So I lay in the old dentist's chair, And I gaze up his nose in despair, And his drill it do whine, In these molars of mine

oh-iwish-i'd-looked

#1

So I lay in the old dentist’s chair,
And I gaze up his nose in despair,
And his drill it do whine,
In these molars of mine.
“Two amalgum”, he’ll say, “for in there.”
(a) Why was the poet lying in the dentist’s chair in despair?
(b) Explain the lines, “And his drill it do whine, In these molars of mine.”?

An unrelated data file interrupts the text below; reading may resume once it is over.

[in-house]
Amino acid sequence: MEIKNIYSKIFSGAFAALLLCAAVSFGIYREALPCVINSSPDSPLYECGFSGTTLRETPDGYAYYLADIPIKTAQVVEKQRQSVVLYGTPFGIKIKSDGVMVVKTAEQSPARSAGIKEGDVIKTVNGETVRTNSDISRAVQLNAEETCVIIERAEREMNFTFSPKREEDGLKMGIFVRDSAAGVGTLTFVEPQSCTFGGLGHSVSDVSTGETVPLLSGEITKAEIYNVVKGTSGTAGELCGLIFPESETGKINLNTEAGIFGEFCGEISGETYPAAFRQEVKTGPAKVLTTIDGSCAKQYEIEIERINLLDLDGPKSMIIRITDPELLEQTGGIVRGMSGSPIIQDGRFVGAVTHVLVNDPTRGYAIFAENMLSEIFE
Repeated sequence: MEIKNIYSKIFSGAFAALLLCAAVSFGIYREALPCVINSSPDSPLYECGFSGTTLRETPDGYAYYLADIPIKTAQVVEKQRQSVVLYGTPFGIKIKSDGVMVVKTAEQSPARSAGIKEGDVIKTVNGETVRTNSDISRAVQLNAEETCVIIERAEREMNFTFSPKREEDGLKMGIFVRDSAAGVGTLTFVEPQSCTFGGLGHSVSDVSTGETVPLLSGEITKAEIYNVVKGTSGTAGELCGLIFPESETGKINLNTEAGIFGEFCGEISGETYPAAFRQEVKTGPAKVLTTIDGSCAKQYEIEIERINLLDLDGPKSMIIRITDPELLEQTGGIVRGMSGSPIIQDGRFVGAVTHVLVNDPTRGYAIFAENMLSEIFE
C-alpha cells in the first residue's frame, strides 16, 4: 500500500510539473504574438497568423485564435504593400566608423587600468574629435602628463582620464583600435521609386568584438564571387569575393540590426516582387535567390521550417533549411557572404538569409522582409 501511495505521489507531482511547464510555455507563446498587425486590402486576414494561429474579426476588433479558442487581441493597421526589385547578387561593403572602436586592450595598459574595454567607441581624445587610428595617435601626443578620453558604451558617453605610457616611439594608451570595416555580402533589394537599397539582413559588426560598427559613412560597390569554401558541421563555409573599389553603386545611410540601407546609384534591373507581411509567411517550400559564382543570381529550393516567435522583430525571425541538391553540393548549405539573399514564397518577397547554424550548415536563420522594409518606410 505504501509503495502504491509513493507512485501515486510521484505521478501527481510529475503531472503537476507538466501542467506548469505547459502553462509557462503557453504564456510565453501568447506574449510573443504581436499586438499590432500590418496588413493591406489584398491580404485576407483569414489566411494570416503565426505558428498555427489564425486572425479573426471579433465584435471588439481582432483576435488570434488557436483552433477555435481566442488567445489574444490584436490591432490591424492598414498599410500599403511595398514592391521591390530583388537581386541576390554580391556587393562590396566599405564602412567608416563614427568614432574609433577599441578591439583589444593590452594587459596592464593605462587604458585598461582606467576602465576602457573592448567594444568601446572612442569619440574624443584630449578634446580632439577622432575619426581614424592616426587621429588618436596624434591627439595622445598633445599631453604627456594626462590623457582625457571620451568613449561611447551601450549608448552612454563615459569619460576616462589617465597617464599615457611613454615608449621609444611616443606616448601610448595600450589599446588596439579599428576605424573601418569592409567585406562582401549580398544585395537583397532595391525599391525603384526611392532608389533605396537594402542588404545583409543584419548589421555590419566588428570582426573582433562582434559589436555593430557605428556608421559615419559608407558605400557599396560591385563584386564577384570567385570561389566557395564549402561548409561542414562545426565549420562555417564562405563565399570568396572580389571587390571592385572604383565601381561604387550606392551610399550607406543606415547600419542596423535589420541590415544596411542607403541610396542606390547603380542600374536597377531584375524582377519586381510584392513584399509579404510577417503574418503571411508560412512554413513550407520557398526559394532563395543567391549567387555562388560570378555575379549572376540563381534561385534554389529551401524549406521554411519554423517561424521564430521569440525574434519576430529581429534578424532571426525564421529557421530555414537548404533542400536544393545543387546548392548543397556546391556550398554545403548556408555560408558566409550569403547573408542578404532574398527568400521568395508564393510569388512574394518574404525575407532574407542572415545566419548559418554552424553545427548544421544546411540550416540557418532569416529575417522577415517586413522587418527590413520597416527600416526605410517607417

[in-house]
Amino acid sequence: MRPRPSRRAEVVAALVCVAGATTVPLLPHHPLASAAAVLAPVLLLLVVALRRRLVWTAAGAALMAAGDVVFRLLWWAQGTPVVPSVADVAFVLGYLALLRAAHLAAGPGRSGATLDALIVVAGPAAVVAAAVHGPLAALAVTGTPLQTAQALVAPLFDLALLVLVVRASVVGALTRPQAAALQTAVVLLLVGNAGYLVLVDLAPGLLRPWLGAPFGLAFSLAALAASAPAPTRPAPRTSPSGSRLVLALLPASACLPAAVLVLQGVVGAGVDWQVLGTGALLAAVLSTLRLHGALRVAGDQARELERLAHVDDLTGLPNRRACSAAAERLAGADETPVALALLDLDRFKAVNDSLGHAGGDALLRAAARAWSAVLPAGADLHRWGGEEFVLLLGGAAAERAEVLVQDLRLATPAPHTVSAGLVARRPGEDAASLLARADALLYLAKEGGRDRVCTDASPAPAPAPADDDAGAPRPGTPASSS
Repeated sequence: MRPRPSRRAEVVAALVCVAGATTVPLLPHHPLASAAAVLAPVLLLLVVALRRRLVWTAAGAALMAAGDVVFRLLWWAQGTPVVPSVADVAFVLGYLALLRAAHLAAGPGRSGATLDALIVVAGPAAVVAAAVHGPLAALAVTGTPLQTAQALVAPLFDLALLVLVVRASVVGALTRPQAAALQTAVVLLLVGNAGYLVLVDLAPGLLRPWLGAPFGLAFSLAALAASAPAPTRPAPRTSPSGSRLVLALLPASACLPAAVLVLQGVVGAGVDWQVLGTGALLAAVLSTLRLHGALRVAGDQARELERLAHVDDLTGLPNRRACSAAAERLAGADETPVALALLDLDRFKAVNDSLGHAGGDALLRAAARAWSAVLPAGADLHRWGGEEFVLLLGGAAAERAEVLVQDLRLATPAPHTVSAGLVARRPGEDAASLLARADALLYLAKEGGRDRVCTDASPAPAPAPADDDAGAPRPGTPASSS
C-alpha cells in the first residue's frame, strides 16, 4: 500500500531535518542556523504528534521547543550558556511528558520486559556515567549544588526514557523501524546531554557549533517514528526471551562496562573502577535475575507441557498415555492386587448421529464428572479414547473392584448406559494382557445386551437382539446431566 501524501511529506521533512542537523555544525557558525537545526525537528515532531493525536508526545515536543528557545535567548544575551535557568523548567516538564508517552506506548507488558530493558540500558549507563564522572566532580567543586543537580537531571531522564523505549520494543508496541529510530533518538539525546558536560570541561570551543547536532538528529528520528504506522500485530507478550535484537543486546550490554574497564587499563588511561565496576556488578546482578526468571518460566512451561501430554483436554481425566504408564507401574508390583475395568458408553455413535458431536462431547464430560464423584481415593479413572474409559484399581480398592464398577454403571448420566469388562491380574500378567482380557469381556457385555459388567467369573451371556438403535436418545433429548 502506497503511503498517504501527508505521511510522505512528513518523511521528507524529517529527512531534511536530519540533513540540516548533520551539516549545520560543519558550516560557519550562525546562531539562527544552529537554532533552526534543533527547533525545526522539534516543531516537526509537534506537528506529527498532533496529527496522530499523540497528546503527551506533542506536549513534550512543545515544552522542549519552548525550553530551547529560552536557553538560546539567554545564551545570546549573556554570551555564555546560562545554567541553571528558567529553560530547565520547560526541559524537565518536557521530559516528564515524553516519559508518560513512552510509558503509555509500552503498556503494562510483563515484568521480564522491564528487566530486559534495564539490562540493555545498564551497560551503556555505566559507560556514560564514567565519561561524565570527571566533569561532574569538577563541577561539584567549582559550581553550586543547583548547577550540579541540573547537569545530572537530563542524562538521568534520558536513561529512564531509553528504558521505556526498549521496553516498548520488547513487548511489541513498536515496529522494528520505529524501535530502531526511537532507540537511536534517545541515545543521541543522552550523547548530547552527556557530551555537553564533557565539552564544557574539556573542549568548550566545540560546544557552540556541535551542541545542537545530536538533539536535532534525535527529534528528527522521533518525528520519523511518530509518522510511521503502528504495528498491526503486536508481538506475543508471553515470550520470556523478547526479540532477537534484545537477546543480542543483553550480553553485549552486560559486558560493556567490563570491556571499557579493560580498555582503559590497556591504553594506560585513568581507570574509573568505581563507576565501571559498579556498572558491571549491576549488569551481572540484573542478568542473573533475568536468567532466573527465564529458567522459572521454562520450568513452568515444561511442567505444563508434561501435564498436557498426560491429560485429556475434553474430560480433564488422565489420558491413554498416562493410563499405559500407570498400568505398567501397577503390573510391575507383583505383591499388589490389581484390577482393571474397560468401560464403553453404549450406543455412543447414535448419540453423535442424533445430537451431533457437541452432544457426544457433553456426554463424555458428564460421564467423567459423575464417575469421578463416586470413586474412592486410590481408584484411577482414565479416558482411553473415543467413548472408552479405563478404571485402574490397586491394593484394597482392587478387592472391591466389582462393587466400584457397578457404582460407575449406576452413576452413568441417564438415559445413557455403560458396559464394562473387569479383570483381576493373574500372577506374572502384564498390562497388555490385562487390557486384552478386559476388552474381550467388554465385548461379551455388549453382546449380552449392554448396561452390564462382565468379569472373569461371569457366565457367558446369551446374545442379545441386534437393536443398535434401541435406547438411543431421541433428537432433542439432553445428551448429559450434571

© What does ‘amalgum’ mean?


#2

(a) The poet was lying in the dentist’s chair waiting for the dentist to use his drill to remove the decayed teeth. The poet was ‘in despair’ because she expected a lot of pain when the dentist drilled her teeth.
(b) These lines means that the dentist’s drill makes a whining sound when it drills out the decayed molar teeth of the poet.
© The word is actually ‘amalgam’, which is an alloy of mercury and silver used as a filling in teeth.